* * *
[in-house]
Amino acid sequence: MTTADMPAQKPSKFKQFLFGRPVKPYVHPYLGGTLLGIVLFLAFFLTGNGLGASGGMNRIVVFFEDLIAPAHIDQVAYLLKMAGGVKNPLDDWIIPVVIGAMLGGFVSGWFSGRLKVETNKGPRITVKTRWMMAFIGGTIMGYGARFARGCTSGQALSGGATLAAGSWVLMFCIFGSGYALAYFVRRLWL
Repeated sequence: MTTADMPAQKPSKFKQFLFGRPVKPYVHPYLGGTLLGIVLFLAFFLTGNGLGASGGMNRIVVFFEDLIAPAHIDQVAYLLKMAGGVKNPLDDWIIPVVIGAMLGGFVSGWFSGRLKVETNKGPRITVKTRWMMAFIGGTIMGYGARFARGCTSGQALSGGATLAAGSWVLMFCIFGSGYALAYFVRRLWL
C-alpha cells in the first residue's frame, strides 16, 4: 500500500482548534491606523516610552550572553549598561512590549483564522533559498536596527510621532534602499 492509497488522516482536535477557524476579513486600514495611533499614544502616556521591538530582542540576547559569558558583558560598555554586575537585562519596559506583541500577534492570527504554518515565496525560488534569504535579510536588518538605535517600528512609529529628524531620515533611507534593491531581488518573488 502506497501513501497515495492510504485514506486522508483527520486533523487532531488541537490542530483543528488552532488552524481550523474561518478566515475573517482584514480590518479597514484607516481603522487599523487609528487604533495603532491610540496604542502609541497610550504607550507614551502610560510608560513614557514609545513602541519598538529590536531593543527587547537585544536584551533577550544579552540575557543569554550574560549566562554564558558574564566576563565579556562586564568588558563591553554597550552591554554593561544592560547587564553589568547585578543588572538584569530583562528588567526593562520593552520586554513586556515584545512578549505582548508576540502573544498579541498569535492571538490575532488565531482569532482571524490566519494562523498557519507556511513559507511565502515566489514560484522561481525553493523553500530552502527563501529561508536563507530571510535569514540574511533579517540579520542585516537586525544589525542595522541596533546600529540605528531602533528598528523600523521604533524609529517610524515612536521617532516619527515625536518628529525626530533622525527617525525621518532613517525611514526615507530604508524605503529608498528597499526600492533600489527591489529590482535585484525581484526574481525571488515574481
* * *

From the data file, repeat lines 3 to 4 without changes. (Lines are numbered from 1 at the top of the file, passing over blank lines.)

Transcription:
Repeated sequence: MTTADMPAQKPSKFKQFLFGRPVKPYVHPYLGGTLLGIVLFLAFFLTGNGLGASGGMNRIVVFFEDLIAPAHIDQVAYLLKMAGGVKNPLDDWIIPVVIGAMLGGFVSGWFSGRLKVETNKGPRITVKTRWMMAFIGGTIMGYGARFARGCTSGQALSGGATLAAGSWVLMFCIFGSGYALAYFVRRLWL
C-alpha cells in the first residue's frame, strides 16, 4: 500500500482548534491606523516610552550572553549598561512590549483564522533559498536596527510621532534602499 492509497488522516482536535477557524476579513486600514495611533499614544502616556521591538530582542540576547559569558558583558560598555554586575537585562519596559506583541500577534492570527504554518515565496525560488534569504535579510536588518538605535517600528512609529529628524531620515533611507534593491531581488518573488 502506497501513501497515495492510504485514506486522508483527520486533523487532531488541537490542530483543528488552532488552524481550523474561518478566515475573517482584514480590518479597514484607516481603522487599523487609528487604533495603532491610540496604542502609541497610550504607550507614551502610560510608560513614557514609545513602541519598538529590536531593543527587547537585544536584551533577550544579552540575557543569554550574560549566562554564558558574564566576563565579556562586564568588558563591553554597550552591554554593561544592560547587564553589568547585578543588572538584569530583562528588567526593562520593552520586554513586556515584545512578549505582548508576540502573544498579541498569535492571538490575532488565531482569532482571524490566519494562523498557519507556511513559507511565502515566489514560484522561481525553493523553500530552502527563501529561508536563507530571510535569514540574511533579517540579520542585516537586525544589525542595522541596533546600529540605528531602533528598528523600523521604533524609529517610524515612536521617532516619527515625536518628529525626530533622525527617525525621518532613517525611514526615507530604508524605503529608498528597499526600492533600489527591489529590482535585484525581484526574481525571488515574481